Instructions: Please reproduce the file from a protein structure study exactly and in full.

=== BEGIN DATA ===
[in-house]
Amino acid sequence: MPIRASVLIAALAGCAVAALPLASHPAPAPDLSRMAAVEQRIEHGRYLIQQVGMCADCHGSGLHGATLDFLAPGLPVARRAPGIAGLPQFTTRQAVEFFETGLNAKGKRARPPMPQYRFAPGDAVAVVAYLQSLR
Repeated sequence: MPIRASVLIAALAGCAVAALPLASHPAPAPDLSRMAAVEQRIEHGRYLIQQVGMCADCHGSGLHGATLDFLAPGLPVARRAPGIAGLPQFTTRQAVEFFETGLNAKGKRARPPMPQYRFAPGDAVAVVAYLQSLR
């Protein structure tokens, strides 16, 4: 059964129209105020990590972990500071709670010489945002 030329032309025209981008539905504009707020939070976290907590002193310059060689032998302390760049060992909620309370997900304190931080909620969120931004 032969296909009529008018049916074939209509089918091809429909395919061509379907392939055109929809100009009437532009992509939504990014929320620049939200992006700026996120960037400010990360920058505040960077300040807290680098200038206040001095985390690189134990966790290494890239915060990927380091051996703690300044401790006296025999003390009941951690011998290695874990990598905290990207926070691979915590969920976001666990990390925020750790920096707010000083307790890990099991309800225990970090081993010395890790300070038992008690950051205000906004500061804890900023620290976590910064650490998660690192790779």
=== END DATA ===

[in-house]
Amino acid sequence: MPIRASVLIAALAGCAVAALPLASHPAPAPDLSRMAAVEQRIEHGRYLIQQVGMCADCHGSGLHGATLDFLAPGLPVARRAPGIAGLPQFTTRQAVEFFETGLNAKGKRARPPMPQYRFAPGDAVAVVAYLQSLR
Repeated sequence: MPIRASVLIAALAGCAVAALPLASHPAPAPDLSRMAAVEQRIEHGRYLIQQVGMCADCHGSGLHGATLDFLAPGLPVARRAPGIAGLPQFTTRQAVEFFETGLNAKGKRARPPMPQYRFAPGDAVAVVAYLQSLR
């Protein structure tokens, strides 16, 4: 059964129209105020990590972990500071709670010489945002 030329032309025209981008539905504009707020939070976290907590002193310059060689032998302390760049060992909620309370997900304190931080909620969120931004 032969296909009529008018049916074939209509089918091809429909395919061509379907392939055109929809100009009437532009992509939504990014929320620049939200992006700026996120960037400010990360920058505040960077300040807290680098200038206040001095985390690189134990966790290494890239915060990927380091051996703690300044401790006296025999003390009941951690011998290695874990990598905290990207926070691979915590969920976001666990990390925020750790920096707010000083307790890990099991309800225990970090081993010395890790300070038992008690950051205000906004500061804890900023620290976590910064650490998660690192790779």